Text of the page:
Actually, during this year, there emerged an opposition, based on pro-Russian conservative grounds, inside the Party of Regions, but it was very severely suppressed. The would-be leader of that opposition, a member of the parliament, was expelled from the Parliament, on grounds that he rigged the elections in his constituency.

Up until the end of November everything said that Ukraine would sign that Association Agreement (with the EU) because everybody is interested in it.

Then things changed rapidly, as far as can be understood, when the president and the prime-minister looked at the figures and they just realized that they can’t do it because the trade was with Russia and because (of the situation of) the State’s finances – we don’t have money and the budget is just empty and we can’t afford the losses which would be brought about by that association Agreement. Obviously nobody read that agreement at all (until at that moment), because (until the moment they backed off), the prime-minister and the president were the main euro-optimists in the country.

Overnight then they became the main euro-skeptics.”

Asheville Fm radio: Was the International Monetary Fund’s restructuring plan a part of getting into the European Union, or was that a separate thing that suddenly came up about the same time for the Yanukovych’s party?

Denys: “These are two separate things, which are united by the fact that the Ukrainian government badly needs money. So they’ve decided to press the European Union in order for them to help Ukraine negotiate for better conditions of (getting) a credit fund from the IMF.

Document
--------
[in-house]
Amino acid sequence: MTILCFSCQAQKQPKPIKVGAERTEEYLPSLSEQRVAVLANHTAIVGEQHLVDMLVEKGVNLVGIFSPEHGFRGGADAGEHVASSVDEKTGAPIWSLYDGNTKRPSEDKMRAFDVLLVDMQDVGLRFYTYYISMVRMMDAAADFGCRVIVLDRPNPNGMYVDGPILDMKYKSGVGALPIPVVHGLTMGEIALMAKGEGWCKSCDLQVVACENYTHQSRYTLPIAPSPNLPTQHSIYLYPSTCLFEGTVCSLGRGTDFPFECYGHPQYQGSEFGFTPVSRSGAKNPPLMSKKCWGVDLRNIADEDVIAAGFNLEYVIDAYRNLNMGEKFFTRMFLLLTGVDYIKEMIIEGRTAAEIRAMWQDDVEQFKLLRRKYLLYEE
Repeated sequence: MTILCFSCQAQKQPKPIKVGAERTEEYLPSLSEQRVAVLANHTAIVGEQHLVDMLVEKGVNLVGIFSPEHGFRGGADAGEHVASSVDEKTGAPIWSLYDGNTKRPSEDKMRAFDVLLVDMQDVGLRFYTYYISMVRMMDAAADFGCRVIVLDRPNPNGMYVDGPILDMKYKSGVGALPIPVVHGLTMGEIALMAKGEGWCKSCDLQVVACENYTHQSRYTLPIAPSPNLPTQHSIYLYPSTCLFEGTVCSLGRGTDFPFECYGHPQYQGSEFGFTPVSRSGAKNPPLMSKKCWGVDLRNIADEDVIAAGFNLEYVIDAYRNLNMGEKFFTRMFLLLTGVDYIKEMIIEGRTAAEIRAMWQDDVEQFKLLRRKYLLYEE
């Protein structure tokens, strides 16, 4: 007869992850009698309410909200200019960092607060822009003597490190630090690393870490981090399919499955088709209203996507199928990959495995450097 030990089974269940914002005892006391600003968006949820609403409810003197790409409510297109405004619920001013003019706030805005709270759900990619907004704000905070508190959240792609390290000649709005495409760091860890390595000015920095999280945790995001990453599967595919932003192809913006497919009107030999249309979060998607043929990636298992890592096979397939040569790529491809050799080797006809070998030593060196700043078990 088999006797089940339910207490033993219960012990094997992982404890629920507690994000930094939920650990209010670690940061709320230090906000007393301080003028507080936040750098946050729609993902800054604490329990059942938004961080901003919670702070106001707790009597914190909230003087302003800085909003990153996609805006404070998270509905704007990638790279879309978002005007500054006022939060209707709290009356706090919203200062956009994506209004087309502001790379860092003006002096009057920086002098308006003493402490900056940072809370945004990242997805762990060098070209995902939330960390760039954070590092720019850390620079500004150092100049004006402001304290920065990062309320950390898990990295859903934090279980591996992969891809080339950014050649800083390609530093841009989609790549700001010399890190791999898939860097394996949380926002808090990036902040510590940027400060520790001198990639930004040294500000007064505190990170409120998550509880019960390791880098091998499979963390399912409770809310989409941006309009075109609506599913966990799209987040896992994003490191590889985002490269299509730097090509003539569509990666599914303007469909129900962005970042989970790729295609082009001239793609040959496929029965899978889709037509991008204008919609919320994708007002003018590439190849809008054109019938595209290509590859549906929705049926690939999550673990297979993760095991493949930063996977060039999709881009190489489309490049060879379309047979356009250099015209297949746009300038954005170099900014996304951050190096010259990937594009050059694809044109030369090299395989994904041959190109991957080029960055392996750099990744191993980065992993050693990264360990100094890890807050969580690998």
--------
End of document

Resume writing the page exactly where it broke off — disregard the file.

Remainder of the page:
This is because the IMF demands (the same measures) as they usually do for many countries. (They impose) very harsh conditions, such as rising the gas price for the population, and the devaluation of the national currency. And the government refused to do that that over the past years, and it would be certainly political suicide for any politician who would try to do that now, when there is one year left before the presidential elections.”

Asheville Fm radio: From what I understand the IMF demands a 40 percent increase of the price of natural gas in a country that is quite cold, right?

Denys: Yeah.

Asheville Fm radio: That seems like political suicide. I can see that for sure.

Denys: “The main political force in the far right scene in Ukraine today is undeniably the Svoboda party, if I would have to seek some comparison I would compare them to other eastern european far-right parties such as Hungarian Jobbik party (more on Jobbik: documetary, news report, and article) which I think American listeners may be aware of. There was a huge scandal when they got lots of votes a couple of years ago in Hungary. Svoboda (is) pretty much the same thing, it’s a political party which has its own project of a so-called “national constitution” (which would bring about) many awful things, such as the death penalty for the so-called “anti-Ukrainian activities,” without further comment. Basically anything contrary to that parties spirit could be considered “anti-Ukrainian.”

Today in the Euromaidan they are calling for a political strike, but actually what most people just don’t realize is that, in the Svoboda’s project of (a new) Constitution, the political strike is a criminal offense.”

Asheville Fm radio: It’s a state of exception for them, I’m sure.